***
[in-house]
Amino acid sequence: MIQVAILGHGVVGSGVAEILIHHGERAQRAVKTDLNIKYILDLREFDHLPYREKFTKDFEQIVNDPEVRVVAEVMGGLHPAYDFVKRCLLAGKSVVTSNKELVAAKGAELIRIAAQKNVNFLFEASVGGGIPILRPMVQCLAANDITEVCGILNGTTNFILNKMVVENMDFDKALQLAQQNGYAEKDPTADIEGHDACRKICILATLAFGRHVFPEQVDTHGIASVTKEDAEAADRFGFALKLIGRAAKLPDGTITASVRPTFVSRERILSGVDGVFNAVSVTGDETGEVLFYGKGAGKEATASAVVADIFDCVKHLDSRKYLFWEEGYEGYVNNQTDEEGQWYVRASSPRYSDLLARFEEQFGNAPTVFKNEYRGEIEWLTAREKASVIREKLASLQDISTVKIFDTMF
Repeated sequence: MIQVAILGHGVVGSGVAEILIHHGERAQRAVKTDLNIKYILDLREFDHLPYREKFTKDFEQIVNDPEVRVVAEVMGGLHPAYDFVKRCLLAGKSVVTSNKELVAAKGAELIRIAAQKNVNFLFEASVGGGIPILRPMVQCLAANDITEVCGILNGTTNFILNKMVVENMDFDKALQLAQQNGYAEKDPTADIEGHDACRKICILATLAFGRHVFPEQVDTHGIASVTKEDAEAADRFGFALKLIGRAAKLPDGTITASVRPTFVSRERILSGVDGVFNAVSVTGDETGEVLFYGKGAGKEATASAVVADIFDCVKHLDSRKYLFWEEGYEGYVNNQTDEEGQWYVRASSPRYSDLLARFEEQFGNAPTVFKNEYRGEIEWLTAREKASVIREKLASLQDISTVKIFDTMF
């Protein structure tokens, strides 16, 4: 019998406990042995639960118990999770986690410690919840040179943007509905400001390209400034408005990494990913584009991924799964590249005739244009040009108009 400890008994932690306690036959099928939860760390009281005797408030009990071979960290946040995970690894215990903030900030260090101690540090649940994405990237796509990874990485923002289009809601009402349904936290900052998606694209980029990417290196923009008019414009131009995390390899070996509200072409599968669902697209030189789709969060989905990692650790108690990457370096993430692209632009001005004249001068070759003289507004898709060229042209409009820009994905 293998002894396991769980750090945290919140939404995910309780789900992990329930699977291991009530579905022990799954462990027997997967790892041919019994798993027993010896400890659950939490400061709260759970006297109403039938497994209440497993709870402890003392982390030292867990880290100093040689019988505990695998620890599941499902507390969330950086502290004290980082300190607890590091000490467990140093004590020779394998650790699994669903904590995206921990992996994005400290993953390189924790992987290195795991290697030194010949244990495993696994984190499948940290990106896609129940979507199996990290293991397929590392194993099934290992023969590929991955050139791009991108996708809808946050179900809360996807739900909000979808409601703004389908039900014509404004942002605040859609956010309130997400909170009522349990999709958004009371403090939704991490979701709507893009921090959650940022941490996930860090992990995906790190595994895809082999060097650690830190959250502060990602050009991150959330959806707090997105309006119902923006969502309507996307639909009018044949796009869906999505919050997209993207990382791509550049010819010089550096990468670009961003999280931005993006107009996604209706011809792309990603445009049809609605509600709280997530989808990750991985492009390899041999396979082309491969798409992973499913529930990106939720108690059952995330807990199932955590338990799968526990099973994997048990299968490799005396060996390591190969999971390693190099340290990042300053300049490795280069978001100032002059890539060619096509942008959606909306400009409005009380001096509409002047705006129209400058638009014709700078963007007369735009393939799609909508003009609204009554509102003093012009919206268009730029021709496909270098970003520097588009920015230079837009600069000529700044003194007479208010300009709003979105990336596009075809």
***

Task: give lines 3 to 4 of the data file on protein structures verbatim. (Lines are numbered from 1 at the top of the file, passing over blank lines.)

Repeated sequence: MIQVAILGHGVVGSGVAEILIHHGERAQRAVKTDLNIKYILDLREFDHLPYREKFTKDFEQIVNDPEVRVVAEVMGGLHPAYDFVKRCLLAGKSVVTSNKELVAAKGAELIRIAAQKNVNFLFEASVGGGIPILRPMVQCLAANDITEVCGILNGTTNFILNKMVVENMDFDKALQLAQQNGYAEKDPTADIEGHDACRKICILATLAFGRHVFPEQVDTHGIASVTKEDAEAADRFGFALKLIGRAAKLPDGTITASVRPTFVSRERILSGVDGVFNAVSVTGDETGEVLFYGKGAGKEATASAVVADIFDCVKHLDSRKYLFWEEGYEGYVNNQTDEEGQWYVRASSPRYSDLLARFEEQFGNAPTVFKNEYRGEIEWLTAREKASVIREKLASLQDISTVKIFDTMF
């Protein structure tokens, strides 16, 4: 019998406990042995639960118990999770986690410690919840040179943007509905400001390209400034408005990494990913584009991924799964590249005739244009040009108009 400890008994932690306690036959099928939860760390009281005797408030009990071979960290946040995970690894215990903030900030260090101690540090649940994405990237796509990874990485923002289009809601009402349904936290900052998606694209980029990417290196923009008019414009131009995390390899070996509200072409599968669902697209030189789709969060989905990692650790108690990457370096993430692209632009001005004249001068070759003289507004898709060229042209409009820009994905 293998002894396991769980750090945290919140939404995910309780789900992990329930699977291991009530579905022990799954462990027997997967790892041919019994798993027993010896400890659950939490400061709260759970006297109403039938497994209440497993709870402890003392982390030292867990880290100093040689019988505990695998620890599941499902507390969330950086502290004290980082300190607890590091000490467990140093004590020779394998650790699994669903904590995206921990992996994005400290993953390189924790992987290195795991290697030194010949244990495993696994984190499948940290990106896609129940979507199996990290293991397929590392194993099934290992023969590929991955050139791009991108996708809808946050179900809360996807739900909000979808409601703004389908039900014509404004942002605040859609956010309130997400909170009522349990999709958004009371403090939704991490979701709507893009921090959650940022941490996930860090992990995906790190595994895809082999060097650690830190959250502060990602050009991150959330959806707090997105309006119902923006969502309507996307639909009018044949796009869906999505919050997209993207990382791509550049010819010089550096990468670009961003999280931005993006107009996604209706011809792309990603445009049809609605509600709280997530989808990750991985492009390899041999396979082309491969798409992973499913529930990106939720108690059952995330807990199932955590338990799968526990099973994997048990299968490799005396060996390591190969999971390693190099340290990042300053300049490795280069978001100032002059890539060619096509942008959606909306400009409005009380001096509409002047705006129209400058638009014709700078963007007369735009393939799609909508003009609204009554509102003093012009919206268009730029021709496909270098970003520097588009920015230079837009600069000529700044003194007479208010300009709003979105990336596009075809």